• Bacon
  • Meat (minced, steaks, stew pieces, fillets, etc.)
  • Fish (ideally fatty fish like salmon or mackerel)
  • Cheese (preferably high-fat)
  • Turkish yoghurt (10% fat)
  • Cabbage (cabbage, cauliflower, Brussels sprouts, kale, etc.)
  • Other vegetables that grow above ground
  • Frozen vegetables (broccoli, wok vegetables, etc.)
  • Avocados
  • Olives
  • Olive oil
  • Nuts

Clean out your pantry

Want to maximize your chances of success? Especially if you have difficult cravings / sugar addiction, it’s smart to throw out (or give away) sugary and starchy foods, low-fat products, etc. These include:

  • Candy
  • Potato chips
  • Soft drinks and juices
  • Margarine
  • Sugar in all forms
  • Bread
  • Wheat flour
  • Pasta
  • Rice
  • Potatoes
  • Breakfast cereals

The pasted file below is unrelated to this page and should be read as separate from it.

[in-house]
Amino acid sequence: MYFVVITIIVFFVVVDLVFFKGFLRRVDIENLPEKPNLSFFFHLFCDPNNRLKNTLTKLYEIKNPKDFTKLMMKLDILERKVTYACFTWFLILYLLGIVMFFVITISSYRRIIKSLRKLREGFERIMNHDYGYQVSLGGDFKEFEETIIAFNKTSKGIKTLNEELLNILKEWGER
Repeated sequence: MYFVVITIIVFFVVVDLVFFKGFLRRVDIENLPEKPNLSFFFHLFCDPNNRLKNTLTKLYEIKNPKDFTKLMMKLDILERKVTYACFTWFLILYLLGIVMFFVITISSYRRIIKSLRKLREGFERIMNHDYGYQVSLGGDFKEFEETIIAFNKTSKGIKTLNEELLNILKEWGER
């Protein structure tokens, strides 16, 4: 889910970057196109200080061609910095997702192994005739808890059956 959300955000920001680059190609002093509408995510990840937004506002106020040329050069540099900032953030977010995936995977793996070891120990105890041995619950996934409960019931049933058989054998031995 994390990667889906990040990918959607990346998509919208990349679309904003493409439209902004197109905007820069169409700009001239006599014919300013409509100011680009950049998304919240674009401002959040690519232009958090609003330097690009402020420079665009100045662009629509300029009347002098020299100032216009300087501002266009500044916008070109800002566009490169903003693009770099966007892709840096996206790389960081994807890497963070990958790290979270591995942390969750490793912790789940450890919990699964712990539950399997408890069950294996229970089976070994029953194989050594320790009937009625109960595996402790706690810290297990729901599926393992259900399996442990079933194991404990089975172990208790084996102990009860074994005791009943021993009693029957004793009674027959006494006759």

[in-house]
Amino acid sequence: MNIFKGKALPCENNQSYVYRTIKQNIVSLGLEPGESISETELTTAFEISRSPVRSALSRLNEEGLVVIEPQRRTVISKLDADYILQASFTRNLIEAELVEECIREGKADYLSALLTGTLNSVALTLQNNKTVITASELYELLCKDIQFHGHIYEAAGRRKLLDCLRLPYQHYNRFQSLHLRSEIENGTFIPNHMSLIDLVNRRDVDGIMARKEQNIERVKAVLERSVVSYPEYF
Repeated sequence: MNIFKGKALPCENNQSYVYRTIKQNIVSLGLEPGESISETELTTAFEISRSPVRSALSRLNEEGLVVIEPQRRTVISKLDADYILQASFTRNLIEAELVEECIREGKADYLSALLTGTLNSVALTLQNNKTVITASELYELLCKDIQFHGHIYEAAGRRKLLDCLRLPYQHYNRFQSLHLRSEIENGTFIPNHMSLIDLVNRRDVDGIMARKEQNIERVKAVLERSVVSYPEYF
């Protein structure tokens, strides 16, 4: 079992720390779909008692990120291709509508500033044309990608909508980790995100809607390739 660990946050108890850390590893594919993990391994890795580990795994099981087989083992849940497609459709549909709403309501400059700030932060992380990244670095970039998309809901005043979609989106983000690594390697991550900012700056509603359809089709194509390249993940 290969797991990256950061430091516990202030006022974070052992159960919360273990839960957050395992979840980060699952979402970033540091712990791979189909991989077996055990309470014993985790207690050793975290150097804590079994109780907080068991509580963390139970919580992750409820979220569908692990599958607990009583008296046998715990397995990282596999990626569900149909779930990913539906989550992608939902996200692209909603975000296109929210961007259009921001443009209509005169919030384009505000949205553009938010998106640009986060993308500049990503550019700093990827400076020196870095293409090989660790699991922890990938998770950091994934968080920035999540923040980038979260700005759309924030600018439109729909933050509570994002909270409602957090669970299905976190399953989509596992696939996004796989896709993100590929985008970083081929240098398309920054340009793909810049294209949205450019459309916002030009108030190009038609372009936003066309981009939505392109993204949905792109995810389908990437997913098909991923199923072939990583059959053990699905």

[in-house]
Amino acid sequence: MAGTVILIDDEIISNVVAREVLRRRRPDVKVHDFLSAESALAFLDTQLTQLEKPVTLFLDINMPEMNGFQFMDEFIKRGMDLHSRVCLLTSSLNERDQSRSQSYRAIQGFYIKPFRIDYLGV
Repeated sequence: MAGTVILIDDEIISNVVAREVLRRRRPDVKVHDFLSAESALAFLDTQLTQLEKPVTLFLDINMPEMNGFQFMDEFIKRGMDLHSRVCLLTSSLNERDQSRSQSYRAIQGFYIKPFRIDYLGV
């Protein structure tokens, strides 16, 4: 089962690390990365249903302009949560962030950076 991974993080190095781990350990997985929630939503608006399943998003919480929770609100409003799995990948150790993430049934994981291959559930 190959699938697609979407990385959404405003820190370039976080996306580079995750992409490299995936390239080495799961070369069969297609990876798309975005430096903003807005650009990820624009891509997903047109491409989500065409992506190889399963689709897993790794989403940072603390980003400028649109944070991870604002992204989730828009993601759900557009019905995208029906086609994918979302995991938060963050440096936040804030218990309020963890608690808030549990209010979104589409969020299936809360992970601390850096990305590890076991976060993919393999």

• Everything that says “low fat” or “no fat”
  • Ice cream
  • Cookies

Why not do it now?

The Serpent in Paradise

Be very skeptical of special “low-carb” products, such as pasta or chocolate. Unfortunately these products usually work poorly. They have prevented weight loss for loads of people. They’re commonly full of carbs once you see through the creative marketing.

Carb FictionFor example, Dreamfields’ “low carb pasta” is almost pure starch, which is absorbed more or less like any pasta, albeit slowly:

How about low-carb bread? Be careful: if it’s baked with grains, it’s certainly not low carb. But some companies still try to sell it to you as a low-carb option. Here’s an example:

Low-carb chocolate is usually full of sugar alcohols, which the manufacturer does not count as carbs. But roughly half of these carbs may be absorbed, raising blood sugar and insulin. The rest of the carbs ends up in the colon, potentially causing gas and diarrhea. Furthermore, any sweeteners may maintain sugar cravings.

If you want to be healthy and slim, eat real food instead.




For all of our low-carb recipes check out our main low-carb recipe page.